- All of the manufacturers have payment plans that you can use to buy a new machine instead of a second-hand game that won’t help increase your gaming results. The payment plans allow you to pay off the machine through your monthly cashflow rather than capex but you can still depreciate it off on your books at the same rate you do for a normal machine purchase. Yes, you do pay a little extra over the 2-3 years but you get free conversions throughout that period so you only have to make 2 game changes in that time to recover that extra cost. When you make the original machine purchase you can often negotiate a cheaper (or free if you buy a machine every now and then) game conversion for one of your older machines. This will give you several new games for your players: 4-5 in your new multigame and 1 for an older machine.
- Obviously every hotel is different and the results will be affected by many different things such as other hotels in the area changing their gaming room, gaming machines or service levels. Some hotels give away incentives to get players in that also has a cost, such as a $10 steak deal, but this doesn’t show up in the gaming results data. Make sure you at least know what your competitors offer.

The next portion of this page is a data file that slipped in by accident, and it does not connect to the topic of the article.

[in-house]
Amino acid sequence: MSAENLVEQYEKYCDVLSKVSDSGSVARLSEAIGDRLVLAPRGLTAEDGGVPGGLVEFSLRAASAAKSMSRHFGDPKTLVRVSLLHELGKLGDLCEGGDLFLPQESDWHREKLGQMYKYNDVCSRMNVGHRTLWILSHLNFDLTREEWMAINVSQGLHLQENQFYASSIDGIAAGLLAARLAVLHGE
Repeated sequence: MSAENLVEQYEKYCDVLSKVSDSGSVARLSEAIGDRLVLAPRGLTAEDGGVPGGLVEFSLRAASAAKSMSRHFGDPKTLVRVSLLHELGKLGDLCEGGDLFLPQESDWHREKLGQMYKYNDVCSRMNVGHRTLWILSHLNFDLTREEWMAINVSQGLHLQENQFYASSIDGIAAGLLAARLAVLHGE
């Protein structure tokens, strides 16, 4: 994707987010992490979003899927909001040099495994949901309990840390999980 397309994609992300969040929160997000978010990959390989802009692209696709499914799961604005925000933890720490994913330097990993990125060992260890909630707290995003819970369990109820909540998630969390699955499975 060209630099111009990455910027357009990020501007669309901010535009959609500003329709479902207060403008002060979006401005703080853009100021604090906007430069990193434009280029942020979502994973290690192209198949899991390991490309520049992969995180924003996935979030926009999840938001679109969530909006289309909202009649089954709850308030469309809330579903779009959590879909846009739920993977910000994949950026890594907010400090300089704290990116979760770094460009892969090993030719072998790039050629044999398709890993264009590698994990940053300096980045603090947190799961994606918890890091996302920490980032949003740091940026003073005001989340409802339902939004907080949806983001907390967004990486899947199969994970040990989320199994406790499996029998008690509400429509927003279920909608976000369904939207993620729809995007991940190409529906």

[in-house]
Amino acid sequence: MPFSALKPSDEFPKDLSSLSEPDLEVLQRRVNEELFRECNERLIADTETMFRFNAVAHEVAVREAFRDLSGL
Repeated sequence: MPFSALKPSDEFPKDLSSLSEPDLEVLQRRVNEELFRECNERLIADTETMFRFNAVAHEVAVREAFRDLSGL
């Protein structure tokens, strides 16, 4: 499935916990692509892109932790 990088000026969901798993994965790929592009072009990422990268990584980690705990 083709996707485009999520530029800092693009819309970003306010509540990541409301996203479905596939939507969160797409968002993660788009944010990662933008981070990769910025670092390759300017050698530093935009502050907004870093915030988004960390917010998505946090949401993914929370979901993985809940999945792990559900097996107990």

- The success of the Sydney hotels has been updating their gaming machines but even Sydney hotels would normally only purchase a few machines each year. Clubs use a formula of changing around 20-25% of their gaming machines each year but that includes game conversions as well.
One of the best places to go for great information is to talk to your gaming machine reps and they will have lots of fresh ideas for you to consider. They see hotels and clubs right across the state and get lots of good information from their city colleagues.
Click here to read Part One: Where to buy a pub in Sydney: Average net per machine per day by LGA’s
Raw Data sourced from “Hotel Annual LGA June 15 PUBLIC”, NSW Office of Liquor, Gaming and Racing. Purchased Aug 2015
Maps and Graphs designed by The Drop Network Pty Ltd and are subject to copyright– maps are intended to give general indicators of each LGA and only generally refer to a town or suburb’s specific geographic location.